Beit Alpha kibbutz cucumber is early, sweet, smooth-skinned

April 28, 2021

The beauty of a mixed garden is similar to the beauty of a mixed population of humans. As humans, we quickly take what is foreign and incorporate it into our lives. Take Yiddish, which most Americans speak without knowing it. So, an undesirable or foolish person is a “schmuck.” And we have all heard a salesman's “spiel” or talk. But when a man accused of murdering his parents asks the court to be lenient because the defendant is now an orphan, this is the epitome of “chutzpah,” one with no shame.

In the garden is a bit of Yiddish, a cucumber from an Israeli research farm or kibbutz, called Beit Alpha.

The Beit Alpha kibbutz cucumber (Cucumis sativus) is an early, sweet, smooth-skinned cucumber that is “burp-less.” These are sometimes called Middle Eastern cucumber, Persian cucumber or Lebanese cucumber. They are so tender you never need to peel them.

A big plus is that Beit Alpha cucumber is one of the most disease-resistant varieties known, even resistant to powdery mildew. Because they are very productive and sweet, Beit Alpha cucumbers are ideal for CSA (Community Supported Agriculture) where consumers buy directly from a nearby farm.

Seeds are available from many sources, including Sustainable Seed Company (, True Leaf Market ( and Baker Creek Heirloom Seeds ( or by mail at 2278 Baker Creek Road Mansfield, MO 65704).

Plant cucumbers after the soil has warmed up and all danger of frost has passed. Choose a spot with full sun in rich soil that drains well. Space the plants 18-24 inches apart in rows three feet apart.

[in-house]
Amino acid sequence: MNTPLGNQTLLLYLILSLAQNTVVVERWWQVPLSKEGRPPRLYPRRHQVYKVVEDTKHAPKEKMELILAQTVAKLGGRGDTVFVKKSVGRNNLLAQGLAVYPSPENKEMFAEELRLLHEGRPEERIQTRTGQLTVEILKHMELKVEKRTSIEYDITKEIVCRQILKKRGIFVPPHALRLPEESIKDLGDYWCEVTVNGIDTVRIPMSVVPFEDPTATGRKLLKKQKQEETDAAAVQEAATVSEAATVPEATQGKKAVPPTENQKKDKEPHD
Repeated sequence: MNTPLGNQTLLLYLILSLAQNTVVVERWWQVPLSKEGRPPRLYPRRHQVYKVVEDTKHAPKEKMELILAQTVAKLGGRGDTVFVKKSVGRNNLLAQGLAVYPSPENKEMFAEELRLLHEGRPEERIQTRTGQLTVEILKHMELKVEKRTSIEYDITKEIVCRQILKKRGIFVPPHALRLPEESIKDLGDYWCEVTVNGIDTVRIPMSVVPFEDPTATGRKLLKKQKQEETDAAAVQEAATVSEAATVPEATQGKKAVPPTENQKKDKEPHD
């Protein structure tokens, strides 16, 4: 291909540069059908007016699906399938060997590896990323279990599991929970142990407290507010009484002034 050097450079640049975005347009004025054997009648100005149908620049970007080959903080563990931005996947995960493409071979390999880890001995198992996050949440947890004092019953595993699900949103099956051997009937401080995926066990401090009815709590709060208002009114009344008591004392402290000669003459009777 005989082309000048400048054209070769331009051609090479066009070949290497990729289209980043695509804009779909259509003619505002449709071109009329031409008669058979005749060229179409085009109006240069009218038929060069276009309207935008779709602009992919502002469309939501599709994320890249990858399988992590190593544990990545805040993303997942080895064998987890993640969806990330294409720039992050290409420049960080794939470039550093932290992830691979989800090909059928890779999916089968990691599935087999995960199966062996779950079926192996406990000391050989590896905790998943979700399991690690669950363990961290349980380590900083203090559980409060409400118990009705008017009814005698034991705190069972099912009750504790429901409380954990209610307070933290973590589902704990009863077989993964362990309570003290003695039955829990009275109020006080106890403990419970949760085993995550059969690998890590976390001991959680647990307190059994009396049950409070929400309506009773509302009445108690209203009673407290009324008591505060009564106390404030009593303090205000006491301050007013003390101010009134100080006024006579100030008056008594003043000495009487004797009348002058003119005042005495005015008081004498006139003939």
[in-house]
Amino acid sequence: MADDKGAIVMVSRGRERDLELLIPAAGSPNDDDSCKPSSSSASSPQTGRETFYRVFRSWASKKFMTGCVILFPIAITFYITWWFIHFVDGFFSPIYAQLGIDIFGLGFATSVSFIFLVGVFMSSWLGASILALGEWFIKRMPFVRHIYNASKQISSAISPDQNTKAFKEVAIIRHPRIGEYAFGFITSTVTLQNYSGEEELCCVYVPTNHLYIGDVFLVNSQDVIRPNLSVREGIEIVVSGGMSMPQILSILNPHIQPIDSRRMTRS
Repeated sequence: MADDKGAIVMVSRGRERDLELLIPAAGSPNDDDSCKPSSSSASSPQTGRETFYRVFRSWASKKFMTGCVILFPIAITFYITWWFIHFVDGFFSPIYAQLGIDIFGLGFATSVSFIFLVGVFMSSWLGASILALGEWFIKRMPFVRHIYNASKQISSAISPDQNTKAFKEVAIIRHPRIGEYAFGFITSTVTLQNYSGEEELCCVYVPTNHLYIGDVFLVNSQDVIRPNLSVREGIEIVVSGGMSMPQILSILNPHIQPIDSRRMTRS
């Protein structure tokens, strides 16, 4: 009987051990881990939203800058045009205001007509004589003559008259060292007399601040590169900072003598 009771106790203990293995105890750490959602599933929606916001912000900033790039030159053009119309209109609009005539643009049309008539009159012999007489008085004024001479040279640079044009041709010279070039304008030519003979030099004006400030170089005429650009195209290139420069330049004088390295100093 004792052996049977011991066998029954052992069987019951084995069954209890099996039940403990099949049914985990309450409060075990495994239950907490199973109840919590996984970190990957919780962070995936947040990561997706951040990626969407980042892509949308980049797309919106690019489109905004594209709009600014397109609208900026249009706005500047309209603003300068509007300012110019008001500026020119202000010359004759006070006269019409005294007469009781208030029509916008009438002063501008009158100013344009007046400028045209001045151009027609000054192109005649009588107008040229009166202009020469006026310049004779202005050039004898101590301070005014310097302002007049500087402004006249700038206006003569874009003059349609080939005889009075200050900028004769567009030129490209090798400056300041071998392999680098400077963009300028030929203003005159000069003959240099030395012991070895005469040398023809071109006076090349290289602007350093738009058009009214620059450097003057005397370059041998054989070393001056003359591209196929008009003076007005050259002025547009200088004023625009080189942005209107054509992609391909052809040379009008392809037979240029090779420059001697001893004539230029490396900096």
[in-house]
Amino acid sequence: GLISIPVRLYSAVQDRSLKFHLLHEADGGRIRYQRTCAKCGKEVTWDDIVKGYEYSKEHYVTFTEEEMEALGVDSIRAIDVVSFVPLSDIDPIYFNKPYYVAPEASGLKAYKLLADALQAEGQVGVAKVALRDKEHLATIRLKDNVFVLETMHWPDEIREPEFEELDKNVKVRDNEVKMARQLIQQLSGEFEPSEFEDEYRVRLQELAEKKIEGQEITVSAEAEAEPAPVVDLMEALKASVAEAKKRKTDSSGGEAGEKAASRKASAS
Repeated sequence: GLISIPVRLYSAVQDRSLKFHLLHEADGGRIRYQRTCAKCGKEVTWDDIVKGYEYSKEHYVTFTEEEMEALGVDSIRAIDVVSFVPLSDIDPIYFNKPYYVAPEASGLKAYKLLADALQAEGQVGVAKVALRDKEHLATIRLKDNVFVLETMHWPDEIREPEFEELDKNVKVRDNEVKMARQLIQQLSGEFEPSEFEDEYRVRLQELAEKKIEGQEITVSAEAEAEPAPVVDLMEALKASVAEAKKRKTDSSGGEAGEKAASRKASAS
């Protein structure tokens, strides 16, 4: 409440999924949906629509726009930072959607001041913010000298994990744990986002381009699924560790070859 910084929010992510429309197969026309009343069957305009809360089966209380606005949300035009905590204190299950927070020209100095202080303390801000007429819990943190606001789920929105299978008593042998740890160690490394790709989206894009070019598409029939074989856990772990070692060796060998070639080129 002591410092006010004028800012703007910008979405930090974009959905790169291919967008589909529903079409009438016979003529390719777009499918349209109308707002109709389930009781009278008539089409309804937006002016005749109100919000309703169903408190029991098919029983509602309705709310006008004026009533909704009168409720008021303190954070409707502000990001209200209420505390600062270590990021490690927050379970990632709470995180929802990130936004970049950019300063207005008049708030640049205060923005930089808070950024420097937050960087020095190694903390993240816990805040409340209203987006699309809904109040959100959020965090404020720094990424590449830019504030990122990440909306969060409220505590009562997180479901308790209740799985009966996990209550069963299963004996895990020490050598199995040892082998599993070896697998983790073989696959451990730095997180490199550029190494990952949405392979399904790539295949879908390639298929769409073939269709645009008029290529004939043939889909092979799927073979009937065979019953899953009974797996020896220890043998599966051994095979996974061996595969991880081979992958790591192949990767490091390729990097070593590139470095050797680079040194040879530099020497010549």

If you want perfectly straight cucumbers, grow them on a trellis or fence. This saves garden space, and can even be used to shade heat-sensitive plants such as lettuce.

Even though they were bred in a desert, these cucumbers grow very well, even during cool temperatures.

Plant cucumbers when average daily temperatures reach the mid-70s. Ideally your soil should be neutral, with a pH of 6.0 to 6.8.

Pick your Beit Alpha cucumbers a bit smaller than other varieties. They are delicious even as tiny as three inches for baby pickles, or five to six inches for dill spears, or to slice fresh for salads, snacks or sandwiches.

Always cut any fruit from the plant rather than trying to rip it off, which could accidentally tear the vine or even pull it out of the earth.

As with all cucumbers, keep them picked to encourage more production. You can, of course, save overripe fruit for saving seeds. Because this is a non-hybrid heirloom, you can save seeds knowing they will grow true next year.

For sweet, smooth-skinned cucumbers all summer long, plant Beit Alpha cucumbers. Perfect for “schmoozing” with friends, or served on a bagel (another Yiddish word). Perhaps in the company of a “zaftig” (a voluptuous, curvy, full-figured woman). And as they say in Yiddish and now in America, it will go off without a “glitch.”

Oy vey!


  • Paul Barbano writes about gardening from his home in Rehoboth Beach. Contact him by writing to P. O. Box 213, Lewes, DE 19958.

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